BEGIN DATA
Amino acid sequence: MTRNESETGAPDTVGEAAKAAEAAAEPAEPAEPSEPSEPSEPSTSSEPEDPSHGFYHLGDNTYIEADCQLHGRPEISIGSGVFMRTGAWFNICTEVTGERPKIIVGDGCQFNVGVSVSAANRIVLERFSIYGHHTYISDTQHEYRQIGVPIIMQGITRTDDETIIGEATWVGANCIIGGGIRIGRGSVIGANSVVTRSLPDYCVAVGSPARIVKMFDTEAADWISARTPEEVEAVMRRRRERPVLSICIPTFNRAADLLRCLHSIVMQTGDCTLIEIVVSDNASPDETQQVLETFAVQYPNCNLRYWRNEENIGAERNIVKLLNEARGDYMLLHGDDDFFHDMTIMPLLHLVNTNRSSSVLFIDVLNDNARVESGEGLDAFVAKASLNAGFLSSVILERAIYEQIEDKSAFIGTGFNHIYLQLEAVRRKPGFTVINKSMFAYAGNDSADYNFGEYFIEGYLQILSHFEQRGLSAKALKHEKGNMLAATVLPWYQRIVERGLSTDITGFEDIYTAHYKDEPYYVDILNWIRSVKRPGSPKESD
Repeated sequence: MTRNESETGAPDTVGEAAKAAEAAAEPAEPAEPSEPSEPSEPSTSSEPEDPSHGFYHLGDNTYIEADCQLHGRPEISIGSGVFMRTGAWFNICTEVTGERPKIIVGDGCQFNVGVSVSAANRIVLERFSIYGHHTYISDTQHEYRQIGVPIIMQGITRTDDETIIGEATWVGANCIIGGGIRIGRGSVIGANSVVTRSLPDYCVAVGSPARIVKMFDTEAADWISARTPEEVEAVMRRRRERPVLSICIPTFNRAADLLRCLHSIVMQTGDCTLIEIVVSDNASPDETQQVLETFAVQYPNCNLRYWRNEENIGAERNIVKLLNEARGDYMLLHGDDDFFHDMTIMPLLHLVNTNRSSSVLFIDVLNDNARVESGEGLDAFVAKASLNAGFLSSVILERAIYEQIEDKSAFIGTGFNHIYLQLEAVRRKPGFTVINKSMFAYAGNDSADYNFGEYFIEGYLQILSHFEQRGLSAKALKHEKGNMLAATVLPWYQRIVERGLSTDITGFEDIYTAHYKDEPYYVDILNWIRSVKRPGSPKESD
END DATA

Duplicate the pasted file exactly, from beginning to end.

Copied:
Amino acid sequence: MTRNESETGAPDTVGEAAKAAEAAAEPAEPAEPSEPSEPSEPSTSSEPEDPSHGFYHLGDNTYIEADCQLHGRPEISIGSGVFMRTGAWFNICTEVTGERPKIIVGDGCQFNVGVSVSAANRIVLERFSIYGHHTYISDTQHEYRQIGVPIIMQGITRTDDETIIGEATWVGANCIIGGGIRIGRGSVIGANSVVTRSLPDYCVAVGSPARIVKMFDTEAADWISARTPEEVEAVMRRRRERPVLSICIPTFNRAADLLRCLHSIVMQTGDCTLIEIVVSDNASPDETQQVLETFAVQYPNCNLRYWRNEENIGAERNIVKLLNEARGDYMLLHGDDDFFHDMTIMPLLHLVNTNRSSSVLFIDVLNDNARVESGEGLDAFVAKASLNAGFLSSVILERAIYEQIEDKSAFIGTGFNHIYLQLEAVRRKPGFTVINKSMFAYAGNDSADYNFGEYFIEGYLQILSHFEQRGLSAKALKHEKGNMLAATVLPWYQRIVERGLSTDITGFEDIYTAHYKDEPYYVDILNWIRSVKRPGSPKESD
Repeated sequence: MTRNESETGAPDTVGEAAKAAEAAAEPAEPAEPSEPSEPSEPSTSSEPEDPSHGFYHLGDNTYIEADCQLHGRPEISIGSGVFMRTGAWFNICTEVTGERPKIIVGDGCQFNVGVSVSAANRIVLERFSIYGHHTYISDTQHEYRQIGVPIIMQGITRTDDETIIGEATWVGANCIIGGGIRIGRGSVIGANSVVTRSLPDYCVAVGSPARIVKMFDTEAADWISARTPEEVEAVMRRRRERPVLSICIPTFNRAADLLRCLHSIVMQTGDCTLIEIVVSDNASPDETQQVLETFAVQYPNCNLRYWRNEENIGAERNIVKLLNEARGDYMLLHGDDDFFHDMTIMPLLHLVNTNRSSSVLFIDVLNDNARVESGEGLDAFVAKASLNAGFLSSVILERAIYEQIEDKSAFIGTGFNHIYLQLEAVRRKPGFTVINKSMFAYAGNDSADYNFGEYFIEGYLQILSHFEQRGLSAKALKHEKGNMLAATVLPWYQRIVERGLSTDITGFEDIYTAHYKDEPYYVDILNWIRSVKRPGSPKESD